Lottery - Tradition
Tradition is endemic to small towns, a way to link families and generations. Jackson, however, pokes holes in the reverence that people have for tradition. She writes that the villagers don’t really know much about the lottery’s origin but try to preserve the tradition nevertheless. The villagers’ blind acceptance of the lottery has allowed ritual murder to become part of their town fabric. As they have demonstrated, they feel powerless to change—or even try to change—anything, although there is no one forcing them to keep things the same. Old Man Warner is so faithful to the tradition that he fears the villagers will return to primitive times if they stop holding the lottery. These ordinary people, who have just come from work or from their homes and will soon return home for lunch, easily kill someone when they are told to. And they don’t have a reason for doing it other than the fact that they’ve always held a lottery to kill someone. If the villagers stopped to question it, they would be forced to ask themselves why they are committing a murder—but no one stops to question. For them, the fact that this is tradition is reason enough and gives them all the justification they need. Old Man Warner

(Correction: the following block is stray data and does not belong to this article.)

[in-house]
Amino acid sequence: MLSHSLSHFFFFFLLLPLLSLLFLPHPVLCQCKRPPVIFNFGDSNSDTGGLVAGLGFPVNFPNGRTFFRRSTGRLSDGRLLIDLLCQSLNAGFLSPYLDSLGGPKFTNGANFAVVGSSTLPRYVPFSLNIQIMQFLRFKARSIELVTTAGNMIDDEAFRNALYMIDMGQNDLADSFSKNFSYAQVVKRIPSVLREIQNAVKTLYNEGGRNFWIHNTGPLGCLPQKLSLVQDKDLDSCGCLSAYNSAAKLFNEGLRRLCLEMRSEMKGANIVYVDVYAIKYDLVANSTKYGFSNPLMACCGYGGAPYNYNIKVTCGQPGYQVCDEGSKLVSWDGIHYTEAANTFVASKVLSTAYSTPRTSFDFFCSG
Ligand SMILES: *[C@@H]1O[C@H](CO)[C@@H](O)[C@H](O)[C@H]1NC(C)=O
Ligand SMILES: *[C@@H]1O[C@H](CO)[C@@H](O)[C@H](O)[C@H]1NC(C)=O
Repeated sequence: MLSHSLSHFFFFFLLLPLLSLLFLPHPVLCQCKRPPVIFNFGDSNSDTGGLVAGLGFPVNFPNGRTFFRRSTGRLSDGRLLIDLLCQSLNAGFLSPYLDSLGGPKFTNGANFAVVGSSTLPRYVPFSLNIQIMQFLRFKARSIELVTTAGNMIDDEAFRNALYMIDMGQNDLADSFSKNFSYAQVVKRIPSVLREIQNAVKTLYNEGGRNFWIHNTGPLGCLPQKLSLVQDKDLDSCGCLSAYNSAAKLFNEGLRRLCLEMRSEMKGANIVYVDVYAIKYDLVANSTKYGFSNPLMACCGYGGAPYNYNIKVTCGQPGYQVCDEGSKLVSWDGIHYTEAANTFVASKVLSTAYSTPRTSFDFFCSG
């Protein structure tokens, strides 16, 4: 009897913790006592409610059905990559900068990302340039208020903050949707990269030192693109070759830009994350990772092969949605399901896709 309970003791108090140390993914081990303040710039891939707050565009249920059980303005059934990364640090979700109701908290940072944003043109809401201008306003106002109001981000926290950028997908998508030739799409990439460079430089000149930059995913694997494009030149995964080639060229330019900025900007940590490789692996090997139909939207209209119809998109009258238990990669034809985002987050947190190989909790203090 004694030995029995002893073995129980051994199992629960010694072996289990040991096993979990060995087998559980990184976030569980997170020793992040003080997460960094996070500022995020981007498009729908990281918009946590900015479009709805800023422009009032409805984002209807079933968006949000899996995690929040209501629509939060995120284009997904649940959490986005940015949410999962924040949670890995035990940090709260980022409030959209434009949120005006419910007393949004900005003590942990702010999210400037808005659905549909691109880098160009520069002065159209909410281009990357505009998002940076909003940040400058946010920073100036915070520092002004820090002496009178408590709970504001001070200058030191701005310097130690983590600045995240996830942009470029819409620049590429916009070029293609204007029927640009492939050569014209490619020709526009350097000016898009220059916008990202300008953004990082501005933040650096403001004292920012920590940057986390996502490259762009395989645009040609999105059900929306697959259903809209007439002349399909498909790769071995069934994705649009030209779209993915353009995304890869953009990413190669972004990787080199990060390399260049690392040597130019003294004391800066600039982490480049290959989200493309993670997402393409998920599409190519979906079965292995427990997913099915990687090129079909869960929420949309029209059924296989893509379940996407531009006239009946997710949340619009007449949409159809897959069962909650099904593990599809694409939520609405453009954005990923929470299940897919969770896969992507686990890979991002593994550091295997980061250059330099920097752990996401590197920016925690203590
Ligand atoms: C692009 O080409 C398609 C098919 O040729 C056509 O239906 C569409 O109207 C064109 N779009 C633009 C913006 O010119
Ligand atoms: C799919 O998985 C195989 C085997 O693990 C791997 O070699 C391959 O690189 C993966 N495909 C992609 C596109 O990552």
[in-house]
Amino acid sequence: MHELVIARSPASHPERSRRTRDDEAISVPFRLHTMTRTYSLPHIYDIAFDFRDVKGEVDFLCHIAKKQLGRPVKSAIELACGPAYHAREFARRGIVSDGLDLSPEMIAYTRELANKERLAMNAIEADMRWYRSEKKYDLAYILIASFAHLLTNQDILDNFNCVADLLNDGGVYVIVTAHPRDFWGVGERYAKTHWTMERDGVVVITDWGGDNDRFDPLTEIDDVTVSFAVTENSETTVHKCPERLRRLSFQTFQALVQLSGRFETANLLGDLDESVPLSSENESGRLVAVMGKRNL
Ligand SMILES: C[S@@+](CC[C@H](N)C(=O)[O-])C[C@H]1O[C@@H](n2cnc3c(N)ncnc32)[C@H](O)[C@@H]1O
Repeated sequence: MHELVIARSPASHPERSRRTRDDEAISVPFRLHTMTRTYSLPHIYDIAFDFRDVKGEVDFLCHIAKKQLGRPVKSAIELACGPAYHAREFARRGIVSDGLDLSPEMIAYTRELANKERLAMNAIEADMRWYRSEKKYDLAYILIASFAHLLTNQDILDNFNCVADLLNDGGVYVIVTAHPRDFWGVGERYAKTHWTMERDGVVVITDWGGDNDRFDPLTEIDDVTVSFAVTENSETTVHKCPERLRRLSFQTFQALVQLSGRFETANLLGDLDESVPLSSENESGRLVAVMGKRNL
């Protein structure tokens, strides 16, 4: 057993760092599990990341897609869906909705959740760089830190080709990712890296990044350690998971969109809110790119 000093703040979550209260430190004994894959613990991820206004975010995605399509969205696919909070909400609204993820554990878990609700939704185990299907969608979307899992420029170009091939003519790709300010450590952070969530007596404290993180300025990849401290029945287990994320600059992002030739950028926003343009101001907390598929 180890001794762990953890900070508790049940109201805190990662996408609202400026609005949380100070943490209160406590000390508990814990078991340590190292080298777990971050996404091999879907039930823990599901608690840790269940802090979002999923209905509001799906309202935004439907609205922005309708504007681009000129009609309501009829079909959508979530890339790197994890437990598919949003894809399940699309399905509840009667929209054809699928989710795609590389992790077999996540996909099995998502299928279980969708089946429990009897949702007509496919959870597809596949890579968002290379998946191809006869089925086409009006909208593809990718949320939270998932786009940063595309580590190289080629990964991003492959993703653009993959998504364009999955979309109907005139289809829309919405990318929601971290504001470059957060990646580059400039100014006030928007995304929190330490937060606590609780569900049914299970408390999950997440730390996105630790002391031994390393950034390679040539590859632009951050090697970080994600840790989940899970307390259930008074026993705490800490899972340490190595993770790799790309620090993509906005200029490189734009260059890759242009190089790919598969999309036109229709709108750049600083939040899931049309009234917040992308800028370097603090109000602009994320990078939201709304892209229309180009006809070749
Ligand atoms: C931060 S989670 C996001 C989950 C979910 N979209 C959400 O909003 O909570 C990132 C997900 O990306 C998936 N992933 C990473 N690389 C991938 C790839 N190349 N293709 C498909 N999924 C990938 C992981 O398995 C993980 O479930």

Old Man Warner, the oldest man in town, has participated in seventy-seven lotteries and is a staunch advocate for keeping things exactly the way they are. He dismisses the towns and young people who have stopped having lotteries as “crazy fools,” and he is threatened by the idea of change. He believes, illogically, that the people who want to stop holding lotteries will soon want to live in caves, as though only the lottery keeps society stable. He also holds fast to what seems to be an old wives’ tale—“Lottery in June, corn be heavy soon”—and fears that if the lottery stops, the villagers will be forced to eat “chickweed and acorns.” Again, this idea suggests that stopping the lottery will lead to a return to a much earlier era, when people...
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